Cybersecurity is an important issue in the political discussion today, mainly because the vast majority of people around the world have, in some shape or form, a presence online. Now more than ever, individuals want to know that their personal information is secure online. In the past few years, a handful of significant events involving cybersecurity have reshaped the way individuals today think about cybersecurity altogether. Lawmakers in the U.S. on both sides of the aisle are currently pushing for legislation they say will promote cybersecurity initiatives, but usual political congestion is preventing any work of significance from getting completed. Democrats in particular have been very vocal about issues involving cybersecurity, and many in the party are hopeful that the reassumption of power in the House is going to provide avenues through which cybersecurity initiatives can pass.
Modern Cybersecurity Concerns
The word cybersecurity refers to the protection of systems connected to the internet, including, but not limited to, hardware, software, and data, from cyberattacks. When it comes to computing, security is thought of in two ways: cybersecurity and physical security. Enterprises have an interest in protecting both from unauthorized access, but data centers and other computerized systems are harder to protect. For this reason, many enterprises employ the use of information security, which is technology used to maintain confidence, integrity, and availability of data. Information security is a subset of cybersecurity.
Intelligence officials found that Russian actors orchestrated data thefts and hacking during the 2016 election, a finding President Donald Trump had questioned at first. In 2017, Dan Coats, once Director of National Intelligence for the Trump administration, testified before the Senate Intelligence Committee that Russia’s cyber posture had become “aggressive” in recent years. Coats also told the senators that “only Russia’s senior-most officials could have authorized the 2016 U.S. election-focused data thefts and disclosures.” Officials are certain that Russia engaged in propaganda dispersion and hacking during the 2016 election cycle, but still no evidence of any ballot tampering has been found. Election officials, however, are not concerned with the possibility of a foreign adversary, like Russia, altering ballots in the future, instead it’s the possibility that U.S. elections could lose their legitimacy which they are concerned about. “I do worry that we will never have another uncontested presidential election,” says Connecticut Secretary of State Denise Merrill, a Democrat. “The seed of doubt has been sown.” Ms. Merrill’s sentiments are shared by many lawmakers throughout the country, and such is why new efforts to prevent election tampering are being introduced.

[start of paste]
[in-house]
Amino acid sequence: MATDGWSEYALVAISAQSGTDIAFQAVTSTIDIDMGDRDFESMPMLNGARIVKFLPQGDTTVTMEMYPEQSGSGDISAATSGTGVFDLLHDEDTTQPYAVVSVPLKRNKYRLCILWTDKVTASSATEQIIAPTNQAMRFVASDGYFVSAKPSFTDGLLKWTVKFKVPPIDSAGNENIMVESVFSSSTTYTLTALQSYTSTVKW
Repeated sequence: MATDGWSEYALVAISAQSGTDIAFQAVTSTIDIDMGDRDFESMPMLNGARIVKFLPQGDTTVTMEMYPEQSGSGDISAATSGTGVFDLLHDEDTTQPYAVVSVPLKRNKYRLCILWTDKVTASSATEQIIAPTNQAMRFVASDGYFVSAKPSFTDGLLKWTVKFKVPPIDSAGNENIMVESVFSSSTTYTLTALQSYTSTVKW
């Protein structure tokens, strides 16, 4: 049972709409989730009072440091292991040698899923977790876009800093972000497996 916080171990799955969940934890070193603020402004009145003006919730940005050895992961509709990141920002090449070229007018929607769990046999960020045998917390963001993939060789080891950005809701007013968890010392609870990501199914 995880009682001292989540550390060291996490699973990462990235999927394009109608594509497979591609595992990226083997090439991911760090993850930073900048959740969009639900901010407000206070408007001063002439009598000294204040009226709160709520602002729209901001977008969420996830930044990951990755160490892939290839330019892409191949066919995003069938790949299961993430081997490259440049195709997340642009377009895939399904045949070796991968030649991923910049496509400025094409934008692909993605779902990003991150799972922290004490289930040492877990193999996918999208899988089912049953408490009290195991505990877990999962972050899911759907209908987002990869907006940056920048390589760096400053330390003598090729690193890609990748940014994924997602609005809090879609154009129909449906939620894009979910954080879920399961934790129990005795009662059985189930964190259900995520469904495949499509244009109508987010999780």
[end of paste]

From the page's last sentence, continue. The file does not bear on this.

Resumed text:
Tampering with Voting Records
Officials are concerned that hackers may attempt to alter voting records to sow confusion about voting permissions. In order to vote in most states, individuals must have their name, home address, and party affiliation details on file, in a voter-registration database, before they can cast a ballot. These databases are rarely connected to the machines that count votes, but election officials are concerned that hackers may try to breach these databases in an effort to change the data inside: if hackers could alter voters’ registration status, such would surely cause a lot of confusion at polling places. A Senate Intelligence Committee report from 2017 concluded that Russian hackers successfully accessed voter-registration data in a number of states during the 2016 election cycle—evidence that any of this data was altered has still yet to be found. Russian officials have maintained a position of denial since the original allegations of interference broke, and President Vladimir Putin has called Russian use of fraudulent social media accounts to undermine the 2016 elections a fallacy.